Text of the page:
Clement Stokes finally gets his chance to shine
SOUTH BEND, Ind. (AP) _ Hardly anyone knew who Notre Dame’s backup tailback was last week. Now, people are lining up to talk to Clement Stokes.
Quite a comeback for a guy whose bad grades had forced him to leave school two years ago.
``Anything that’s worth having is worth waiting for,″ Stokes said. ``I’m glad I’ve been able to participate and contribute the way I’ve always wanted.″
After getting only two carries in the first five games, the senior has come on strong in the second half of the season. He’s rushed for 311 yards, including a career-high 109 against Pittsburgh.
He scored two touchdowns _ his first _ in Saturday’s upset at LSU, and finished with 92 yards on 13 carries.
``He’s paid the price to play, and he’s sacrificed to be on the field,″ coach Bob Davie said. ``He earned the right to play, and he’s taken advantage of it.″
That’s what they said about Stokes a few years ago, too _ and that’s when his troubles began. The highly-touted prospect from Archbishop Carroll High School in Washington, D.C., spent his freshman year on the scout squad, but played well in the spring and was expected to be a big part of the Irish running game as a sophomore.
But he didn’t get much playing time, and a freshman, Autry Denson, passed him on the depth chart. Stokes was miserable, on the field and off. School became an unpleasant chore. He skipped classes and stopped doing his homework.
Finally, Notre Dame officials told him to take the spring 1996 semester off.
``I put myself in a bad situation,″ Stokes said. ``You can’t bury your head and hope your problems will go away.″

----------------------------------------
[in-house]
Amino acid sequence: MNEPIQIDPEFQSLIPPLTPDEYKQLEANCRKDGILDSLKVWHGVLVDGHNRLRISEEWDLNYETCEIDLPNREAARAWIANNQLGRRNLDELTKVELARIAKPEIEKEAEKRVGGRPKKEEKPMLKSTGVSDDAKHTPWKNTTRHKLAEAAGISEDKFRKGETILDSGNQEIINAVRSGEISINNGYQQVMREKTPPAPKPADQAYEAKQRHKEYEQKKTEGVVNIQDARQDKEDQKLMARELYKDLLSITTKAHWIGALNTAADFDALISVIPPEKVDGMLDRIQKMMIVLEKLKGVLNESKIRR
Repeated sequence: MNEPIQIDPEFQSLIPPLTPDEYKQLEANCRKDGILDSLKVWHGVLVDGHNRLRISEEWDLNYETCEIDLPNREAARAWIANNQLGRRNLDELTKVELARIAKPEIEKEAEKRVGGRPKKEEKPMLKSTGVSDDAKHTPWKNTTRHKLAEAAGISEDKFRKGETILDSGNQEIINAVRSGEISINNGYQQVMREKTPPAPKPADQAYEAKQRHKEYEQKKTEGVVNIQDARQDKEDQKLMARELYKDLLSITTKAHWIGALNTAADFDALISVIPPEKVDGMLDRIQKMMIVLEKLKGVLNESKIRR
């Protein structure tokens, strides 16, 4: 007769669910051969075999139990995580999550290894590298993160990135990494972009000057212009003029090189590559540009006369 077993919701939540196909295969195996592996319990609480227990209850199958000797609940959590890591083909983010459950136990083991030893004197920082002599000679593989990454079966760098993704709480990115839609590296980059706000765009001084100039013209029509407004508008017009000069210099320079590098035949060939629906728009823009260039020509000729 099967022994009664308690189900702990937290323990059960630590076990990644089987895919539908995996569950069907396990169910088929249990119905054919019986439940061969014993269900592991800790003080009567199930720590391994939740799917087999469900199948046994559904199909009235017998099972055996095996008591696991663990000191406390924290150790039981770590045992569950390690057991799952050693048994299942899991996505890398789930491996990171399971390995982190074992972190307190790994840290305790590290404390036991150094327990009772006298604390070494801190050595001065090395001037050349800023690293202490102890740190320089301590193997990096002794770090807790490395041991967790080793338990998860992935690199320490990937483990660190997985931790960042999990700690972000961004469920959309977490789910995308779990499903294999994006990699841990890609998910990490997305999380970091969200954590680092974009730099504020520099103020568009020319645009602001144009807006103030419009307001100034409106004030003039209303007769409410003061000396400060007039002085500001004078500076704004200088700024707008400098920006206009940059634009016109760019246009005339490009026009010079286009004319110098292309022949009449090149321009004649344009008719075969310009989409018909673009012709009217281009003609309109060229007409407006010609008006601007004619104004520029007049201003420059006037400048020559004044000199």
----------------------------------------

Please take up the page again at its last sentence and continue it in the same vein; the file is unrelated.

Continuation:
Though he could have gone somewhere else, he decided he wanted to be at Notre Dame. The university told him he could reapply after the spring semester _ if he got his grades up.
So he enrolled at Nebraska-Omaha, where he earned a 3.2 GPA. He also spent the summer working at the Chicago Mercantile.
``I don’t think I’ve always taken advantage of the opportunities given to me just because I wasn’t mature enough,″ he said. ``That semester off allowed me to do a lot of things I wouldn’t have been able to do as a regular college athlete.″
While he was gone, his mother kept asking if he really wanted to go back to Notre Dame. Stokes said he did. He had looked at other colleges when he was in high school _ including Syracuse, which even offered him the school’s storied No. 44 _ but picked Notre Dame because he felt he belonged there.
After a semester off, he still felt that way.
``I put myself in the situation I was in,″ he said. ``I thought I might as well go back and see what I can do starting from scratch.″
He was academically ineligible for the fall semester, so he played on the scout squad. When Davie took over as coach, he told Stokes he could play under certain conditions: He had to sign a contract agreeing to go to class, meet with his academic adviser, do his work and attend study hall. Stokes signed.
He impressed the coaches during the spring, and was penciled in as Denson’s backup. But when the season began, Stokes again was playing behind a freshman.
``I didn’t doubt I would get the chance,″ he said. ``It was just a matter of being ready and healthy when I did.″